OriginTrail and EU’s Smart Villages
What Blockchain-Based Technology Can Do for European Agriculture
The European Union is meeting challenges of rural development with concrete measures laid out in the EU Action for Smart Villages. OriginTrail was one of the few companies handpicked to present its work alongside senior European Union (EU) representatives at Lake Bled, Slovenia.
The Smart Villages initiative was launched to explore possibilities new technologies could bring to rural communities. At the event on April 13th, OriginTrail was joined by two EU commissioners, several members of the European Parliament, the deputy prime minister of Slovenia, and presidents of European professional associations.
Co-founder and COO Ziga Drev participated at a panel about smart farming and the future of EU’s common agricultural policy. Ziga highlighted how new technologies could affect agriculture, with blockchain-enabled data integrity offering new opportunities for visibility and fighting unfair practices.
Other participants included Phil Hogan, European Commissioner for Agriculture and Rural Development, Dejan Zidan, MSc, Slovenian Deputy Prime Minister and Minister of Agriculture, Forestry and Food, Government of the Republic of Slovenia, Franc Bogovic, Member of the European Parliament (EPP Group), Andrej Mertelj, Chairman of the Board, Datalab, Gilles Dryancour, Honorary President, CEMA, Pekka Pesonen, Secretary General, Copa Cogeca. The panel was moderated by Emil Erjavec, Ph.D., Vice Dean for Science and Research, Biotechnical Faculty, University of Ljubljana.
Ziga was asked about what the agricultural sector can anticipate from new technologies and what OriginTrail expects from the EU’s agricultural policies. Here are the key ideas discussed at the panel Ziga participated in:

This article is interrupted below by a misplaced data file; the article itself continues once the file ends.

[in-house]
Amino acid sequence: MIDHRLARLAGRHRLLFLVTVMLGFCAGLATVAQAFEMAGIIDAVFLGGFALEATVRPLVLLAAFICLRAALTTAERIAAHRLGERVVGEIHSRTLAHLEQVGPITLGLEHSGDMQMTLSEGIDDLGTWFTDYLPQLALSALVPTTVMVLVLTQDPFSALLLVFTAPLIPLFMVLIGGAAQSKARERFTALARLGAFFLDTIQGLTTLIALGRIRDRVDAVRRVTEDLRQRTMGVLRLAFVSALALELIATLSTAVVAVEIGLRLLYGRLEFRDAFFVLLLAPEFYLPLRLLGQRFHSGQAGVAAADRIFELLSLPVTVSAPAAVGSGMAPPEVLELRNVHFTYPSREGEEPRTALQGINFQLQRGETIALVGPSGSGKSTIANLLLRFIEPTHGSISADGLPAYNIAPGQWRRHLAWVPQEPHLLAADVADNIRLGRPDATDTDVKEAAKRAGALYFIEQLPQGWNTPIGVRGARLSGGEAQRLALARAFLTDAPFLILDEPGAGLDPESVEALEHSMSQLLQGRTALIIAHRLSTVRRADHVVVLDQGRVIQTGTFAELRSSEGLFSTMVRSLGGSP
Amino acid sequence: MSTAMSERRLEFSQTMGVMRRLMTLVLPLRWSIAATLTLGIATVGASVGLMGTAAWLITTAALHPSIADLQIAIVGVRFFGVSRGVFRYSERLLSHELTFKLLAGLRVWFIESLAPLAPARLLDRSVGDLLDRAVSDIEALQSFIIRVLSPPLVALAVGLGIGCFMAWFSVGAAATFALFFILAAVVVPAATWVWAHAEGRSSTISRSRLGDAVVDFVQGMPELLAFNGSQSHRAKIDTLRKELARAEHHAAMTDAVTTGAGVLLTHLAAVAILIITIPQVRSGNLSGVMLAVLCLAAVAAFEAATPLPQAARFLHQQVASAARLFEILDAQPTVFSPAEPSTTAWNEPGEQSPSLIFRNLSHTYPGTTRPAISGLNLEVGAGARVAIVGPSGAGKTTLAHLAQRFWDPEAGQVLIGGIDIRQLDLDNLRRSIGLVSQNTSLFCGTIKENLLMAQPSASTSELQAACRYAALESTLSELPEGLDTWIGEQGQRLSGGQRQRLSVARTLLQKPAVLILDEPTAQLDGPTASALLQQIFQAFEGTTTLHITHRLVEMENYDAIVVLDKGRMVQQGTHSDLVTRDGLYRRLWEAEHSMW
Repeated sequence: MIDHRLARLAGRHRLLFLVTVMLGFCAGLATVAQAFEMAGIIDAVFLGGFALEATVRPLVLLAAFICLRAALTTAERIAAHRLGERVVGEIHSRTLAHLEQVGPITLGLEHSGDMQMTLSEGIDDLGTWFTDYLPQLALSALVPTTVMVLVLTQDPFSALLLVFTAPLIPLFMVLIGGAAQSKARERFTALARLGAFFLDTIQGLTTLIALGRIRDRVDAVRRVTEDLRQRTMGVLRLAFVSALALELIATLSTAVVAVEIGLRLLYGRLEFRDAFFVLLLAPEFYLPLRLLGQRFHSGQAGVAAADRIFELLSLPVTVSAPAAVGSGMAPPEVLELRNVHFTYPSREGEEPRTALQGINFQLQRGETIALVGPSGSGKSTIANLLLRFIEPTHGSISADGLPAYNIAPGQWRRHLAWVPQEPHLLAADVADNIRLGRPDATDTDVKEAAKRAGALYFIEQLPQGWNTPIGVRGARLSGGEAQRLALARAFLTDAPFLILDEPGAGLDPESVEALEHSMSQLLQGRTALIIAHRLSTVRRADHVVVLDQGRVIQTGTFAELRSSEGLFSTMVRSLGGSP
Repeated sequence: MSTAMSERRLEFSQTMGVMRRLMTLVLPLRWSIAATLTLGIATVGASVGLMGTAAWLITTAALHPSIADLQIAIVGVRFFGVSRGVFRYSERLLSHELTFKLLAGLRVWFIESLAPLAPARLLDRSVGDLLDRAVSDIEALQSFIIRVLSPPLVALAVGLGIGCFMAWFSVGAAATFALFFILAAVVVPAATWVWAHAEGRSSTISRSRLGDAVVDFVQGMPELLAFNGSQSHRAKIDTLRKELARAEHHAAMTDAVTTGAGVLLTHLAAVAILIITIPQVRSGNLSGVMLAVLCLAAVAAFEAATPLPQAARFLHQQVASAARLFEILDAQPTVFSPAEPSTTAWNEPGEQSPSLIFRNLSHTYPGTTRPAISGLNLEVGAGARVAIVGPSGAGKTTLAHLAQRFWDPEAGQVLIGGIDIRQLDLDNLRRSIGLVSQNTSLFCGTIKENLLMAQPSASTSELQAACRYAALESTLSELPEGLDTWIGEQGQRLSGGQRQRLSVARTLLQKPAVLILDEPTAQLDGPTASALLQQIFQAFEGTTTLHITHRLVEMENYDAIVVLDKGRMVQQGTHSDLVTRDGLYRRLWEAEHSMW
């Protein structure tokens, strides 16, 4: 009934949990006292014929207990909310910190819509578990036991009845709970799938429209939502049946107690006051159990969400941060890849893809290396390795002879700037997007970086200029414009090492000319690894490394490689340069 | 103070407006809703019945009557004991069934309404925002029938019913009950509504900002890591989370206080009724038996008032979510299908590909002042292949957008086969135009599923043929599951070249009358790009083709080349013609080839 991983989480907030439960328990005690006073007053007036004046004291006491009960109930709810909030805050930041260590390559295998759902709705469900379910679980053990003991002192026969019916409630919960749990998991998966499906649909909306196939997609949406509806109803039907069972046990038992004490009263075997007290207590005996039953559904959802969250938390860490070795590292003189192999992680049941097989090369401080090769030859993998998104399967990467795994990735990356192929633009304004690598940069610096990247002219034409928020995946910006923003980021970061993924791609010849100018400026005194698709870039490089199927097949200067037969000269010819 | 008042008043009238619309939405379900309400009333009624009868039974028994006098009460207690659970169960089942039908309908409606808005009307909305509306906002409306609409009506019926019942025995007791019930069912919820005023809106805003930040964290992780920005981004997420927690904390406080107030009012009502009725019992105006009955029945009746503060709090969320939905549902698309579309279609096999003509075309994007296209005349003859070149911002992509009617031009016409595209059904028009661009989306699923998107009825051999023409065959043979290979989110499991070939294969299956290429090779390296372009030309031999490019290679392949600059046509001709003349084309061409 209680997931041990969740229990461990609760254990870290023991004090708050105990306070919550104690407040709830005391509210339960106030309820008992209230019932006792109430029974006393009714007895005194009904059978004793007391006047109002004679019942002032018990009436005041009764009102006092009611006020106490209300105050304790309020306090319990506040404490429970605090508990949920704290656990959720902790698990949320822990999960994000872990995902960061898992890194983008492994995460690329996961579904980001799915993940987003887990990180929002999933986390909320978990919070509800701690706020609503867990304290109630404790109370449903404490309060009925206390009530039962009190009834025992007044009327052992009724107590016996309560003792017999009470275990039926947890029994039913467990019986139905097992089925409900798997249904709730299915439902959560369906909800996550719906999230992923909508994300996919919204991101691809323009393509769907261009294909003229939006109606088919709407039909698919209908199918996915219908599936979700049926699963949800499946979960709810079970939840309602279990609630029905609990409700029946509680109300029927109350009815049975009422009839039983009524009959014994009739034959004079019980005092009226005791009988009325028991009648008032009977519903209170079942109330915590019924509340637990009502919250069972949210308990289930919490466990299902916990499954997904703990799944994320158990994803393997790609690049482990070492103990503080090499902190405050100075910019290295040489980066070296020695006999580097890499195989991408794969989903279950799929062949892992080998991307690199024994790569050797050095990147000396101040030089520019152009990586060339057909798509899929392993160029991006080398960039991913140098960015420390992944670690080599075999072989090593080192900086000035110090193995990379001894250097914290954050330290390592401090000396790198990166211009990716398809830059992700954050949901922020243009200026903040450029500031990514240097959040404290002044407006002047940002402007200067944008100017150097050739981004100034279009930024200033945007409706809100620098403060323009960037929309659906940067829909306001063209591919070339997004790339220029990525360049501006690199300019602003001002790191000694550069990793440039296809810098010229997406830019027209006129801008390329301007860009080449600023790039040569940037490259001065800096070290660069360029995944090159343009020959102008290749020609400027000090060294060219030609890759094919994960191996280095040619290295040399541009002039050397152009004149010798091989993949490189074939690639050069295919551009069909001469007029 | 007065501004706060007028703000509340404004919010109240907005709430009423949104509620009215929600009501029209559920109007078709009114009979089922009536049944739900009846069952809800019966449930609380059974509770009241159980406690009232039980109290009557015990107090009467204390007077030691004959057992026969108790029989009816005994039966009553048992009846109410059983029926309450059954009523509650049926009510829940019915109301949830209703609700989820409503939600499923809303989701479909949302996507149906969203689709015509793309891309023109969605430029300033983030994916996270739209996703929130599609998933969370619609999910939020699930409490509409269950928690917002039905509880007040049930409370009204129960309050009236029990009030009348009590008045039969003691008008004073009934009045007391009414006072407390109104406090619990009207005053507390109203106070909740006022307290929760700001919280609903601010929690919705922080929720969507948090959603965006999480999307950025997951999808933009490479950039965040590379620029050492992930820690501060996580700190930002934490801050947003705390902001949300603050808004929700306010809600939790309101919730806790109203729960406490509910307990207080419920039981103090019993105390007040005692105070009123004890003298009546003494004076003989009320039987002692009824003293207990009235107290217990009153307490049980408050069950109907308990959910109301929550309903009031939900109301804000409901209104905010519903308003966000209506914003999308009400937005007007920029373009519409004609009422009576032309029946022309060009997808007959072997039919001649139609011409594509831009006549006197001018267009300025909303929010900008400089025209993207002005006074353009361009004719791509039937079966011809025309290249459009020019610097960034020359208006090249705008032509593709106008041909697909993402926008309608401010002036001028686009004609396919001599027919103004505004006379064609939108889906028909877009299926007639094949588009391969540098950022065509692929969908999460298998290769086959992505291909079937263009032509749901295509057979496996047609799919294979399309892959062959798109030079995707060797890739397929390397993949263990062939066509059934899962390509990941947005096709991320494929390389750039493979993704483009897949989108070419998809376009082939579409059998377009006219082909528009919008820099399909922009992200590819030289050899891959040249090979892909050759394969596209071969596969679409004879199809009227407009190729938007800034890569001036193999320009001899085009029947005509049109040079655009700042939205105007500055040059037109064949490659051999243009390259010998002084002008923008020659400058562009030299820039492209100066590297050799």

- Global supply chains are growing in complexity and it’s hard to maintain effective control and ensure integrity. The 2017 Lockton Food & Beverage Report revealed that 32% of manufacturers said they were unable to guarantee the ingredients they used were not fraudulent.
- OriginTrail started with a system that enables organic food producers to show the authenticity of their ingredients in order to differentiate them on the market.
- Despite government regulation efforts, producers still have problems differentiating their products. Legislation does not always equal fairness. For example, a cooperative could pay farmers 10% more for organic meat. They do this because primary producers invest more in producing organic livestock. However, a competitor could come in and say their meat is organic even though it is not, resulting in unfair market conditions. In Slovenia, OriginTrail is already tracing 40% of all of the country’s fermented dairy products on a daily basis with the blockchain. This is an unprecedented level of transparency.
- Future challenges: Interoperability of data silos across the supply chain needs to be enabled. OriginTrail is working on this already. We are also asking EU officials to open their databases and systems to decentralized solutions. Sometimes, auditing of the central authorities is not enough. Even food auditors need auditing.
- Food scandals such as the Brazilian meat scandal in 2017 usually reveal that food auditors can be corrupt. OriginTrail cross-references data sets to determine who is it to blame if something goes wrong — aligning accountability with responsibility. If something goes wrong — and, in general, this happens very often in complex supply chains — we will need less time to determine what happened and who is responsible.
Check out Ziga’s speech in its entirety:
OriginTrail founders and team members took advantage of the opportunity of being at the event to further present our solution to a diverse audience at our booth and during numerous personal talks. We would like to thank MEP Franc Bogovic for inviting OriginTrail to take part in the event.